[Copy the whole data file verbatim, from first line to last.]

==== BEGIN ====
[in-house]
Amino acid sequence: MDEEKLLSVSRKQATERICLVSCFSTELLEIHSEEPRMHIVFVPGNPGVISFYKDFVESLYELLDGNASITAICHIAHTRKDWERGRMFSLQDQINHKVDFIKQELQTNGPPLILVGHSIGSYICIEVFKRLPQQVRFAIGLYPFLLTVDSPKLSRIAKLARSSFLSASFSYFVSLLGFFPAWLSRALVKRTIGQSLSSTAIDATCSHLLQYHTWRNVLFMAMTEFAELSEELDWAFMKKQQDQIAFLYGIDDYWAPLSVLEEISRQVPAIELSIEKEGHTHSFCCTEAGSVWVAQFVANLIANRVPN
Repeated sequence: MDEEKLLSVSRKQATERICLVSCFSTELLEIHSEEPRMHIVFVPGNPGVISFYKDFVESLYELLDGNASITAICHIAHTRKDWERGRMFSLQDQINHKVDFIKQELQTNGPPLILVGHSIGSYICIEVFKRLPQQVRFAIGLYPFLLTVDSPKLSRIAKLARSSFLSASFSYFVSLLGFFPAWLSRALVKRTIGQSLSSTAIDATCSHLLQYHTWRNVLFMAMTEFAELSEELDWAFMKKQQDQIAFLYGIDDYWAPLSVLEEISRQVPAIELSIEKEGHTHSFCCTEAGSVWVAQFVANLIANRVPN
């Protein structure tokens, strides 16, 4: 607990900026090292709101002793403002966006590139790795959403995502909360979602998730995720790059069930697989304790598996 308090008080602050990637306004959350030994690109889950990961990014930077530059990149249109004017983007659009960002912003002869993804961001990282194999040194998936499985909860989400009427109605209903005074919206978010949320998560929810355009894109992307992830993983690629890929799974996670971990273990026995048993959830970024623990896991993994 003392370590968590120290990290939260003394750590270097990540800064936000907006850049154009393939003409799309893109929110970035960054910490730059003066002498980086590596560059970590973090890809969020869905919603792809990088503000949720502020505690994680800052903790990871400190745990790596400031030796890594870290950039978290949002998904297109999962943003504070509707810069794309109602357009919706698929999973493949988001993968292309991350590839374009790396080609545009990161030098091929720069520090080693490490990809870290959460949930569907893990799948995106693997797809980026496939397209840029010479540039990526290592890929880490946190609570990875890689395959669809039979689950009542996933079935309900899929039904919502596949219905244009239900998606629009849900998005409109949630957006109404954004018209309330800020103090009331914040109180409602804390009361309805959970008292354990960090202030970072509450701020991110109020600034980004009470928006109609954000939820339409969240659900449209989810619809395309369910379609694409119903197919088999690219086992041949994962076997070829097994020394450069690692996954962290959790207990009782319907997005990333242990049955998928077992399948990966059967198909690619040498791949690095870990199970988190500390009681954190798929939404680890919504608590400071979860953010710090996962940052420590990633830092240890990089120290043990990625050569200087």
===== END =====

[in-house]
Amino acid sequence: MDEEKLLSVSRKQATERICLVSCFSTELLEIHSEEPRMHIVFVPGNPGVISFYKDFVESLYELLDGNASITAICHIAHTRKDWERGRMFSLQDQINHKVDFIKQELQTNGPPLILVGHSIGSYICIEVFKRLPQQVRFAIGLYPFLLTVDSPKLSRIAKLARSSFLSASFSYFVSLLGFFPAWLSRALVKRTIGQSLSSTAIDATCSHLLQYHTWRNVLFMAMTEFAELSEELDWAFMKKQQDQIAFLYGIDDYWAPLSVLEEISRQVPAIELSIEKEGHTHSFCCTEAGSVWVAQFVANLIANRVPN
Repeated sequence: MDEEKLLSVSRKQATERICLVSCFSTELLEIHSEEPRMHIVFVPGNPGVISFYKDFVESLYELLDGNASITAICHIAHTRKDWERGRMFSLQDQINHKVDFIKQELQTNGPPLILVGHSIGSYICIEVFKRLPQQVRFAIGLYPFLLTVDSPKLSRIAKLARSSFLSASFSYFVSLLGFFPAWLSRALVKRTIGQSLSSTAIDATCSHLLQYHTWRNVLFMAMTEFAELSEELDWAFMKKQQDQIAFLYGIDDYWAPLSVLEEISRQVPAIELSIEKEGHTHSFCCTEAGSVWVAQFVANLIANRVPN
């Protein structure tokens, strides 16, 4: 607990900026090292709101002793403002966006590139790795959403995502909360979602998730995720790059069930697989304790598996 308090008080602050990637306004959350030994690109889950990961990014930077530059990149249109004017983007659009960002912003002869993804961001990282194999040194998936499985909860989400009427109605209903005074919206978010949320998560929810355009894109992307992830993983690629890929799974996670971990273990026995048993959830970024623990896991993994 003392370590968590120290990290939260003394750590270097990540800064936000907006850049154009393939003409799309893109929110970035960054910490730059003066002498980086590596560059970590973090890809969020869905919603792809990088503000949720502020505690994680800052903790990871400190745990790596400031030796890594870290950039978290949002998904297109999962943003504070509707810069794309109602357009919706698929999973493949988001993968292309991350590839374009790396080609545009990161030098091929720069520090080693490490990809870290959460949930569907893990799948995106693997797809980026496939397209840029010479540039990526290592890929880490946190609570990875890689395959669809039979689950009542996933079935309900899929039904919502596949219905244009239900998606629009849900998005409109949630957006109404954004018209309330800020103090009331914040109180409602804390009361309805959970008292354990960090202030970072509450701020991110109020600034980004009470928006109609954000939820339409969240659900449209989810619809395309369910379609694409119903197919088999690219086992041949994962076997070829097994020394450069690692996954962290959790207990009782319907997005990333242990049955998928077992399948990966059967198909690619040498791949690095870990199970988190500390009681954190798929939404680890919504608590400071979860953010710090996962940052420590990633830092240890990089120290043990990625050569200087």